Second, the Catholic theology of “merit” is about congruence, not earning.  It isn’t that Jesus “owed” her heaven.  It’s that he made her worthy of heaven.  Heaven means standing in the presence of God, worshipping him forever.  The Protestant theology of heaven without merit – if we understand merit appropriately – is a contradiction, as if we could enjoy God’s presence without loving him.  Mary “merited” heaven in the sense that her heart was truly converted to love of God; it made sense for her to be in heaven, whereas we, with our sin, wouldn’t fit: sin means that we don’t really want to be in God’s presence.

Today we celebrate that Jesus has made Mary fit for heaven.  We celebrate the joy of heaven, and we celebrate the Gospel promise that Jesus can do that “great thing” for us, as well.


Today we celebrate, alongside Mary’s soul ascending to heaven, Jesus bringing her body to heaven, too.

In this, we celebrate above all the humanity of heaven.  We celebrate, in fact, the image of God.  It’s tempting to think we would have to be something different to fit into heaven.  That’s Satan’s greatest lie, one he tells us over and over again: holiness is no fun, holiness means denying your nature, not really being you.

Jesus did not have to take Mary’s body into heaven.  But in doing so, he proclaims that our whole selves fit into heaven.  Our body is not the obstacle.  Sin is not about our bodies; holiness is not about being less bodily, or less human.  Jesus (the Word through whom all things were made) created us in the beginning in his image and likeness; he created us so that we, in the fullness of our humanity, can ascend to the presence of God.  We haven’t done that yet – but in the Assumption of Mary, Jesus shows us that our bodies are no obstacle to heaven.


Finally, like everything else about Mary, the Assumption proclaims Christocentrism.  It is only our proximity to Christ that can save us.  Again, Jesus didn’t have to do anything.  But he chose to make her “full of grace,” and to give her the unique privilege of the Assumption, as a way of proclaiming the Gospel.  By giving this special privilege to Mary, to rise before the General Resurrection, he reminds us that everything flows from our closeness to him.

How does devotion to the Assumption of Mary help you to walk in a manner worthy of the calling to which you have been called (Eph. 4:1)?

The Our Father and the Seven Sacraments

Sermon on the Mount, Fra Angelico

Sermon on the Mount, Fra Angelico

“Give us this day our daily bread” is a classic form of the spiritual communion.  It expresses the heart of receiving communion: Jesus become our bread, our only longing, our daily sustenance.  We enter more deeply into sacramental communion, or enter into it when we cannot sacramentally receive, by entering into this line of the Our Father.

On the other hand, the Eucharist gives us a deeper entrance into that line, helps us understand what those words really mean.  The sacrament gives substance to the prayer.


“Give us this day” is the heart of the Our Father, right in the middle.  The whole prayer, in a sense, revolves around this pivot, gives content to it.  One way to appreciate the Our Father as a whole is to think about how the seven petitions match with the seven sacraments.  As with “Give us this day,” the words of the Our Father help us enter into the sacraments, while at the same time the sacraments help us enter more deeply into the words of the Our Father.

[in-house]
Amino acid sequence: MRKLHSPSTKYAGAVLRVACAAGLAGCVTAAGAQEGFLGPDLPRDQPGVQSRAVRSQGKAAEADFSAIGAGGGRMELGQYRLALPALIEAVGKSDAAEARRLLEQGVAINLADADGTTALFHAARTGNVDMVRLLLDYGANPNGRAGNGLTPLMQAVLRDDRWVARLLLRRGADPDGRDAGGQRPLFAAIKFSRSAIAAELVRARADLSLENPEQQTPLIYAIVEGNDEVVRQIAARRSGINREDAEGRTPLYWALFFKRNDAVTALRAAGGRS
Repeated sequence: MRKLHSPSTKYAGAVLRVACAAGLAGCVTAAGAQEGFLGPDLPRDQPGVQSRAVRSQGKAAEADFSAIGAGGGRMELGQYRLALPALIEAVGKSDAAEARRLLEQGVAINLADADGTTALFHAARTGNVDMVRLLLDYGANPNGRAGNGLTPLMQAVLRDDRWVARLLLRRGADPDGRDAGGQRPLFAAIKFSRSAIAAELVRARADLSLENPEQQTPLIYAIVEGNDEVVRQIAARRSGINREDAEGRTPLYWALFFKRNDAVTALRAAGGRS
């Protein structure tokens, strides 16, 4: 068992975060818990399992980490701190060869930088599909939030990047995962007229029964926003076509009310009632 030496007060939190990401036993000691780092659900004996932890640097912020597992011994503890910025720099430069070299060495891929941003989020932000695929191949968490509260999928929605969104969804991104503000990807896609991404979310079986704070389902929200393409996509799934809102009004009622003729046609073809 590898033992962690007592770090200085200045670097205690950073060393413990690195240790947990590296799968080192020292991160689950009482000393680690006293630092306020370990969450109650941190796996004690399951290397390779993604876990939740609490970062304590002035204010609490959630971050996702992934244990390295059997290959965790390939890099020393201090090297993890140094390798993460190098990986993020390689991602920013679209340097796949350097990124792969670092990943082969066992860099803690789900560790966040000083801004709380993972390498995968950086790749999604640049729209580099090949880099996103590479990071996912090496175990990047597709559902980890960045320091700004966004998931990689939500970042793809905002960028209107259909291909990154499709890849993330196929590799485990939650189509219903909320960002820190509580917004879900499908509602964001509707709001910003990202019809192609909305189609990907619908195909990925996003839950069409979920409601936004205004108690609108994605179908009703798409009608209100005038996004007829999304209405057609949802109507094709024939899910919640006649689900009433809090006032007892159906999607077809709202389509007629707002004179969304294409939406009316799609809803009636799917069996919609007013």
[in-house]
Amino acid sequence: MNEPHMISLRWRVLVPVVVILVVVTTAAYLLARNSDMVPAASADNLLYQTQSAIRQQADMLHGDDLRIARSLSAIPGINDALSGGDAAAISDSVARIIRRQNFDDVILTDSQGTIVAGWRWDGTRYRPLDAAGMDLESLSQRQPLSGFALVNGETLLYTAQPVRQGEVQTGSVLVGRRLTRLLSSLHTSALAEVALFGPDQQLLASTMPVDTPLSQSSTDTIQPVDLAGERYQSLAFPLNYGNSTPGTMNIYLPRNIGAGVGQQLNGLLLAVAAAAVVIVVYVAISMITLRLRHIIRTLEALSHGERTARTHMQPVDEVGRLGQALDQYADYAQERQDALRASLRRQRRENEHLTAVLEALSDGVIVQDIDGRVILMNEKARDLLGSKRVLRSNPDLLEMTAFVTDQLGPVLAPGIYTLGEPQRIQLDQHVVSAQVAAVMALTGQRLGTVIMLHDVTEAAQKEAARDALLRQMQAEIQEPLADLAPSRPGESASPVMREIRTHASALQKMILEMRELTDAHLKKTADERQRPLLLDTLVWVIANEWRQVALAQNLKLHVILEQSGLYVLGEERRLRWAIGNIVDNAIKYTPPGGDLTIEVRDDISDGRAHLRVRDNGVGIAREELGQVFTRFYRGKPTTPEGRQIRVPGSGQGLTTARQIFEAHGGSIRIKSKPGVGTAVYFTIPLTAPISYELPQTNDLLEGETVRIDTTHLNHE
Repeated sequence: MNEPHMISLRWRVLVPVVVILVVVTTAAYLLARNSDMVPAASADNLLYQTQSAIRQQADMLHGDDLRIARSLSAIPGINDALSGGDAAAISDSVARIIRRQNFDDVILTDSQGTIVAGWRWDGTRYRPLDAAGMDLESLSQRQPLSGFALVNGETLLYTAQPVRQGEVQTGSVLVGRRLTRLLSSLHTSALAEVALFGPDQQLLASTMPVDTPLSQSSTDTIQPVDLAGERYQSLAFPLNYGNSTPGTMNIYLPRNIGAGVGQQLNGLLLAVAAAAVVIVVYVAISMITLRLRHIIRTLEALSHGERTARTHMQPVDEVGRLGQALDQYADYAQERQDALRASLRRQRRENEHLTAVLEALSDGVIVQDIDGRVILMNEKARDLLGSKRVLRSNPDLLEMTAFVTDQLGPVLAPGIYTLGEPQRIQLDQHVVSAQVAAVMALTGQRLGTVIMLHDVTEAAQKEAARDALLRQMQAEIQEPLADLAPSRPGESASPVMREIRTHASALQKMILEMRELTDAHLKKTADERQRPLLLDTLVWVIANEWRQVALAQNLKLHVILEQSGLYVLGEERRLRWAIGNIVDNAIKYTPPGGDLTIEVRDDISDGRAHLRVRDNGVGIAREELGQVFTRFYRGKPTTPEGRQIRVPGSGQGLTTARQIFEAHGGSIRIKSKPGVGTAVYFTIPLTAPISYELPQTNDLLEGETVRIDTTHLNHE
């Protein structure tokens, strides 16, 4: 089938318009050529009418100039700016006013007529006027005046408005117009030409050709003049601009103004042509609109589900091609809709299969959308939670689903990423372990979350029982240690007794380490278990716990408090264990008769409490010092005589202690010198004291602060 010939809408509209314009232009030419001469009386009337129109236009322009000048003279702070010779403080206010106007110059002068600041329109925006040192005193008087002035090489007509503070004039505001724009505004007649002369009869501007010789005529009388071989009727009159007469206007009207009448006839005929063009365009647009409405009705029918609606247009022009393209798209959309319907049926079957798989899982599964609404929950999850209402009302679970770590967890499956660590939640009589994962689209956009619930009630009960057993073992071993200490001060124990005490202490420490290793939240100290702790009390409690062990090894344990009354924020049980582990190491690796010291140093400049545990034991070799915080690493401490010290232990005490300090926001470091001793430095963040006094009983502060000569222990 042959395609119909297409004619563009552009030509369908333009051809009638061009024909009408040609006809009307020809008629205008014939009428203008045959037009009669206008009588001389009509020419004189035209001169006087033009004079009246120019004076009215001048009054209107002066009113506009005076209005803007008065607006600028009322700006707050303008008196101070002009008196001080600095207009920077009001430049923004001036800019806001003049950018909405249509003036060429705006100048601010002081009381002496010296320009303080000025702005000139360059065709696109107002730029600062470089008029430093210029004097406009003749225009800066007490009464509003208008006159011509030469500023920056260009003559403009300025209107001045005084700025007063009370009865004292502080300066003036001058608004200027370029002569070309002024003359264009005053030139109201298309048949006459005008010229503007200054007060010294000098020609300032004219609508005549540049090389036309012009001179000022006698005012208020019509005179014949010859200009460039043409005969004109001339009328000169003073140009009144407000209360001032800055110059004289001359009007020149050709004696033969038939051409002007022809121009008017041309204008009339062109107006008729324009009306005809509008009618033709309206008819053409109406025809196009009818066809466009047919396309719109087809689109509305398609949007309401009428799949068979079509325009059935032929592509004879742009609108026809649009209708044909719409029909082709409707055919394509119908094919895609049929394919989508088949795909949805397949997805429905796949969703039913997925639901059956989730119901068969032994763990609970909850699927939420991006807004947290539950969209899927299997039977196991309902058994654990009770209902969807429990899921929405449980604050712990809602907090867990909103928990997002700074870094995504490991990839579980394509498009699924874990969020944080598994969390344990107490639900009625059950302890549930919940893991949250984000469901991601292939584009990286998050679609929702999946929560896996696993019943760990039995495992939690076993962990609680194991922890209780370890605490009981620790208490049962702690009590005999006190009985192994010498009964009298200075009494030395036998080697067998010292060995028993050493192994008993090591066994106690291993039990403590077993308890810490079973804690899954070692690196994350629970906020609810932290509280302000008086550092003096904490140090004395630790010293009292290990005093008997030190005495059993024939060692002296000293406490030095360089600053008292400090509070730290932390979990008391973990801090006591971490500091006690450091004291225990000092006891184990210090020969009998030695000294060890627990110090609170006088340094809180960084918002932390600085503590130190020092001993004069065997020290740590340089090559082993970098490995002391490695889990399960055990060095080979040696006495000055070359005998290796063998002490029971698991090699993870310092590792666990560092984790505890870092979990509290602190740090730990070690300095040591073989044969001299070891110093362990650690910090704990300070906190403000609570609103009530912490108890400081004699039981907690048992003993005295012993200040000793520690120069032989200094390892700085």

There are other ways, of course, to approach these this.  People have found other ways to line up the sacraments with the Our Father.  I myself have written on this web page a commentary on the Our Father without the sacraments, dividing it into twelve rather than seven.  But this is the richness of revelation: a great writer like Shakespeare frequently says two things at once, and the Divine Author fills his words with a many complementary meanings.


Our Father, who art in heaven.  Baptism is the beginning of our life of faith, and the first line of the Our Father goes with it.  By Baptism we are reborn, not from earth, but from heaven.  By Baptism we can call God our Father; without Baptism, we cannot properly speak of him as our Father.

Hallowed be thy name.  We immediately raise our hands in worship.  And this is the heart of Holy Orders – we the laity look to the priests to lead us in hallowing the name of God.

Thy kingdom come.  The family is the first cell of society, the beginning of our building of the Kingdom.  Holy Matrimony is not the only way we build up his kingdom here on earth, but it is the first seed of that Kingdom.

Thy will be done, on earth as it is in heaven.  Whereas the “kingdom” speaks of order and community, “thy will” speaks of pure grit.  “On earth as in heaven” underlines the challenge: in heaven it will be easy, on earth it is hard, but we want to do his will here, as well.  The sacrament of that grit is Confirmation, the strengthening, the anointing for battle.  When we feel overcome, we call on our Confirmation: “thy will be done!”

These first four are the sacraments of mission.


Give us this day our daily bread is the arrival point, the heart of the matter.  It is the strength to live everything else, and the sweetness that the rest is for.

The last three petitions are not mission, but life, living it out.  Each of them has two parts, a complexity like life in the world.  “And” marks each new petition/sacrament.